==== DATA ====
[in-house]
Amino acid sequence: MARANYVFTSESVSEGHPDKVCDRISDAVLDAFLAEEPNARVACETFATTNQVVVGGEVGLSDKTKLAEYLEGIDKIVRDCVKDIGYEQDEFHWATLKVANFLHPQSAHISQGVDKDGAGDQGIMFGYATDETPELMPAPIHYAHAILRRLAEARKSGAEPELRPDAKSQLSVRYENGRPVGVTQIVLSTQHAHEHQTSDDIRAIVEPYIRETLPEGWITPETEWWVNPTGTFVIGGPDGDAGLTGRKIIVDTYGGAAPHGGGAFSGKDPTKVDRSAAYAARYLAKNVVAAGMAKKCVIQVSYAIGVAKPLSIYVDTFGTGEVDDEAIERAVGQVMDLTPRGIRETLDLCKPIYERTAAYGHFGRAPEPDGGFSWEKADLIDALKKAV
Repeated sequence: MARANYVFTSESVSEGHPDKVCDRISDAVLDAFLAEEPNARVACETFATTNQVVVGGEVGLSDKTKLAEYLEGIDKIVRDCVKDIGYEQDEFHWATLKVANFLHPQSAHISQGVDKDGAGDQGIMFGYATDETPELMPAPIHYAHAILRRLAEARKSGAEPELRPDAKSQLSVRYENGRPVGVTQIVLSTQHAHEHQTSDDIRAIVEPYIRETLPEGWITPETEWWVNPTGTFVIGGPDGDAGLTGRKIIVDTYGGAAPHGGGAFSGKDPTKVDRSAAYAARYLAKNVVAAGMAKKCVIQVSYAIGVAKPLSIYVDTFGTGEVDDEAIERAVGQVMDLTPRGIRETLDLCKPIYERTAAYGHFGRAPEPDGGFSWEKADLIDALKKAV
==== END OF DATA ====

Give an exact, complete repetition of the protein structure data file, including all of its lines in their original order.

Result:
[in-house]
Amino acid sequence: MARANYVFTSESVSEGHPDKVCDRISDAVLDAFLAEEPNARVACETFATTNQVVVGGEVGLSDKTKLAEYLEGIDKIVRDCVKDIGYEQDEFHWATLKVANFLHPQSAHISQGVDKDGAGDQGIMFGYATDETPELMPAPIHYAHAILRRLAEARKSGAEPELRPDAKSQLSVRYENGRPVGVTQIVLSTQHAHEHQTSDDIRAIVEPYIRETLPEGWITPETEWWVNPTGTFVIGGPDGDAGLTGRKIIVDTYGGAAPHGGGAFSGKDPTKVDRSAAYAARYLAKNVVAAGMAKKCVIQVSYAIGVAKPLSIYVDTFGTGEVDDEAIERAVGQVMDLTPRGIRETLDLCKPIYERTAAYGHFGRAPEPDGGFSWEKADLIDALKKAV
Repeated sequence: MARANYVFTSESVSEGHPDKVCDRISDAVLDAFLAEEPNARVACETFATTNQVVVGGEVGLSDKTKLAEYLEGIDKIVRDCVKDIGYEQDEFHWATLKVANFLHPQSAHISQGVDKDGAGDQGIMFGYATDETPELMPAPIHYAHAILRRLAEARKSGAEPELRPDAKSQLSVRYENGRPVGVTQIVLSTQHAHEHQTSDDIRAIVEPYIRETLPEGWITPETEWWVNPTGTFVIGGPDGDAGLTGRKIIVDTYGGAAPHGGGAFSGKDPTKVDRSAAYAARYLAKNVVAAGMAKKCVIQVSYAIGVAKPLSIYVDTFGTGEVDDEAIERAVGQVMDLTPRGIRETLDLCKPIYERTAAYGHFGRAPEPDGGFSWEKADLIDALKKAV